This is very odd. I'm trying to set the ulimit to 60000 via my startup.sh:


ulimit -n 60000
echo "Hello! File Descriptor set"

I can execute this with ./startup.sh (755 file permissions) and the echo line is printed, and no errors are shown. However, when I do ulimit -n it still shows 1024, what's going on?

What I also find fascinating is I can type ulimit -n 60000 in the terminal, and then do ulimit -n and it works perfectly. Why can't I set the file descriptor limit through a script?

Debian 8, 64-bit. OpenVZ Container

2 Answers 2


That's simply because the limit was set inside the shell script i.e. the shell (bash in this case) spawned by executing the script (kernel actually puts the script as an argument to the shell).

So, once the script execution is done, that shell is gone (and the limit) too. And you're back to your original shell.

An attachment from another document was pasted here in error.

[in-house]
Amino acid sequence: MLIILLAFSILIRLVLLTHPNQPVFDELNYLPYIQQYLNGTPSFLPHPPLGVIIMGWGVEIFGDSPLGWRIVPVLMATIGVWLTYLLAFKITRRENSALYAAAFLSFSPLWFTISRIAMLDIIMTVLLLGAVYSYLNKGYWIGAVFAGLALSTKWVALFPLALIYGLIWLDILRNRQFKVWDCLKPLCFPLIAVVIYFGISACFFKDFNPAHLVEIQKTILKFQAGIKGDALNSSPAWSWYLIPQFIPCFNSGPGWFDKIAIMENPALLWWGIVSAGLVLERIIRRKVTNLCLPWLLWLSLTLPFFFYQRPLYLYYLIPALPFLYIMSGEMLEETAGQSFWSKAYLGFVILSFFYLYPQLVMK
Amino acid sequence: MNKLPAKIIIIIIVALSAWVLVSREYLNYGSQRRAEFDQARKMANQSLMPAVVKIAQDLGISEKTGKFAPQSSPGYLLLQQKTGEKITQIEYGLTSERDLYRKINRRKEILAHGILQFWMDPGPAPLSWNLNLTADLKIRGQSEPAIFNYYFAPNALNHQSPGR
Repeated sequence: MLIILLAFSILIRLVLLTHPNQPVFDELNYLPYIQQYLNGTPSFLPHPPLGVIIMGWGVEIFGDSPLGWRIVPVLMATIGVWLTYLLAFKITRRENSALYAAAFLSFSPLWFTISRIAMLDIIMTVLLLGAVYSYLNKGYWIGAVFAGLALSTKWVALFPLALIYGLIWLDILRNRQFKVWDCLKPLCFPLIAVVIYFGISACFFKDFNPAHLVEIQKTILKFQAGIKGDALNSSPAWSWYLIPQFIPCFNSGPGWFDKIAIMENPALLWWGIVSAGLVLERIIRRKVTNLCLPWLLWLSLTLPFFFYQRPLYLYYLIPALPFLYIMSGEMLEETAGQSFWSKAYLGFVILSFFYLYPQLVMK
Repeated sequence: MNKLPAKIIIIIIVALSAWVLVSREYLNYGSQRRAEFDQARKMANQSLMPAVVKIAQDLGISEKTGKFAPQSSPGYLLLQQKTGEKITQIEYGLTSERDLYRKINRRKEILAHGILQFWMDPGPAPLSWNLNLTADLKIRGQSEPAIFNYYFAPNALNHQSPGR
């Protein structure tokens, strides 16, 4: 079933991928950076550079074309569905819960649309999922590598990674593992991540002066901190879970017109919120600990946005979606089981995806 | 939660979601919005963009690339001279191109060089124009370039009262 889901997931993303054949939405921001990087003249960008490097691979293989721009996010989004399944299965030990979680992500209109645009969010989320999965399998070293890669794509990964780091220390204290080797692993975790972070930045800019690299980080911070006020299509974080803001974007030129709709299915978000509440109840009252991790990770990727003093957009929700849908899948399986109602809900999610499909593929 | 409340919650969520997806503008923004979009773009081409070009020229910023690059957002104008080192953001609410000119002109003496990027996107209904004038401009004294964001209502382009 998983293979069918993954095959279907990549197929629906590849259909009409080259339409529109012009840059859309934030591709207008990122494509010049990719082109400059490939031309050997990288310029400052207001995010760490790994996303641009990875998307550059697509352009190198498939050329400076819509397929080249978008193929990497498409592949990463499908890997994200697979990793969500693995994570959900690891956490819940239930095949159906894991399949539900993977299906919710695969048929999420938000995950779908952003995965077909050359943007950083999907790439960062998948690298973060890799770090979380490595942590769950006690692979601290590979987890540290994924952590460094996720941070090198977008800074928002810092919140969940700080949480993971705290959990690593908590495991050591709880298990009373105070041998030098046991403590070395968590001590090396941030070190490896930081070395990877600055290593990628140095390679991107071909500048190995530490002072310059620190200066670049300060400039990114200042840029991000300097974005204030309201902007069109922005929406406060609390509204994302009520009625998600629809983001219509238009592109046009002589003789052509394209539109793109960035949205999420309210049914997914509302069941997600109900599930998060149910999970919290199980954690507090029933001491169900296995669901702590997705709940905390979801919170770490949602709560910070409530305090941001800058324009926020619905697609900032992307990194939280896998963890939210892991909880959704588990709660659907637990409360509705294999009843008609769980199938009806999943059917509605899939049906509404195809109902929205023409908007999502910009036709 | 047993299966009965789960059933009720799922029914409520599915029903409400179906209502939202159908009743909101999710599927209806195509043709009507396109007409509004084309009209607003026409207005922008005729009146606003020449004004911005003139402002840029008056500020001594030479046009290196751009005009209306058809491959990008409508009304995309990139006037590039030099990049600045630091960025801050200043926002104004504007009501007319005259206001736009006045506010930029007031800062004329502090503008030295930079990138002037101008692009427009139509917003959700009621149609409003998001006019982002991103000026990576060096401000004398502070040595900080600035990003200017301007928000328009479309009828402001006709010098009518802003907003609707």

To test, run the ulimit -n inside the script.

  • I see. Kept thinking it was a global setting or something, thank you for clearing that up! Jan 26, 2018 at 21:14
  • @JohnMiller If you are not willing to craft something up, and happy with user/group based limits, see /etc/security/limits.conf (used by pam_limits).
    – heemayl
    Jan 26, 2018 at 21:20
  • Oh sweet. Will definitely use that instead. (cant upvote, but pretend I did :)) Jan 26, 2018 at 21:21

Processes can only set limits for themselves and their children; what you're trying to set with ulimit -n is a global limit, not a per-process one. In order to set global limits as you desire, you could create a Python script using setrlimit() and resource.RLIMIT_NOFILE from the resource module.

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